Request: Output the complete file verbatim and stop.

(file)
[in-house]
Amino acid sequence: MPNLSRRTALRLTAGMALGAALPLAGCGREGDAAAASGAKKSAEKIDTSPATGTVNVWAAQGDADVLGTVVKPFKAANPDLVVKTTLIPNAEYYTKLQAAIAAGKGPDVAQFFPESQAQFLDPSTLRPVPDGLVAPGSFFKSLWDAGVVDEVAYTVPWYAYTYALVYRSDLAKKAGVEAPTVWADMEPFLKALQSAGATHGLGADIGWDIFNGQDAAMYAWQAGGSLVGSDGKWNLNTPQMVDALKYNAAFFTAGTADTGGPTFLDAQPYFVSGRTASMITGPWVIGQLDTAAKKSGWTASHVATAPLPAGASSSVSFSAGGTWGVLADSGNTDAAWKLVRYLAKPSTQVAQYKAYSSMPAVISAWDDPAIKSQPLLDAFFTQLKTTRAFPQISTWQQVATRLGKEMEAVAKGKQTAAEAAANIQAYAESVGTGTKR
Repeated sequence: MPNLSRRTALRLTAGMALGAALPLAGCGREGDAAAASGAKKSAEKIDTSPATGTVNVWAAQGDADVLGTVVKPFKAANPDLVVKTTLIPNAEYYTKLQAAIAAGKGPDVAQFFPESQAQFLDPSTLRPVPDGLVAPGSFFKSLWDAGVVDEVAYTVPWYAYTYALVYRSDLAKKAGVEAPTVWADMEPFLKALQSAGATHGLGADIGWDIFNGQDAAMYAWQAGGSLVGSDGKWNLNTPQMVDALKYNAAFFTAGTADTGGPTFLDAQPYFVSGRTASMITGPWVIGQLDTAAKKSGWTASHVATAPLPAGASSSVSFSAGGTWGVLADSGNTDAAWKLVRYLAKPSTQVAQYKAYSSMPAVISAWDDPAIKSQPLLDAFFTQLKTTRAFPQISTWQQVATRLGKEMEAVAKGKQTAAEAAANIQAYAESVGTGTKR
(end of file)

[in-house]
Amino acid sequence: MPNLSRRTALRLTAGMALGAALPLAGCGREGDAAAASGAKKSAEKIDTSPATGTVNVWAAQGDADVLGTVVKPFKAANPDLVVKTTLIPNAEYYTKLQAAIAAGKGPDVAQFFPESQAQFLDPSTLRPVPDGLVAPGSFFKSLWDAGVVDEVAYTVPWYAYTYALVYRSDLAKKAGVEAPTVWADMEPFLKALQSAGATHGLGADIGWDIFNGQDAAMYAWQAGGSLVGSDGKWNLNTPQMVDALKYNAAFFTAGTADTGGPTFLDAQPYFVSGRTASMITGPWVIGQLDTAAKKSGWTASHVATAPLPAGASSSVSFSAGGTWGVLADSGNTDAAWKLVRYLAKPSTQVAQYKAYSSMPAVISAWDDPAIKSQPLLDAFFTQLKTTRAFPQISTWQQVATRLGKEMEAVAKGKQTAAEAAANIQAYAESVGTGTKR
Repeated sequence: MPNLSRRTALRLTAGMALGAALPLAGCGREGDAAAASGAKKSAEKIDTSPATGTVNVWAAQGDADVLGTVVKPFKAANPDLVVKTTLIPNAEYYTKLQAAIAAGKGPDVAQFFPESQAQFLDPSTLRPVPDGLVAPGSFFKSLWDAGVVDEVAYTVPWYAYTYALVYRSDLAKKAGVEAPTVWADMEPFLKALQSAGATHGLGADIGWDIFNGQDAAMYAWQAGGSLVGSDGKWNLNTPQMVDALKYNAAFFTAGTADTGGPTFLDAQPYFVSGRTASMITGPWVIGQLDTAAKKSGWTASHVATAPLPAGASSSVSFSAGGTWGVLADSGNTDAAWKLVRYLAKPSTQVAQYKAYSSMPAVISAWDDPAIKSQPLLDAFFTQLKTTRAFPQISTWQQVATRLGKEMEAVAKGKQTAAEAAANIQAYAESVGTGTKR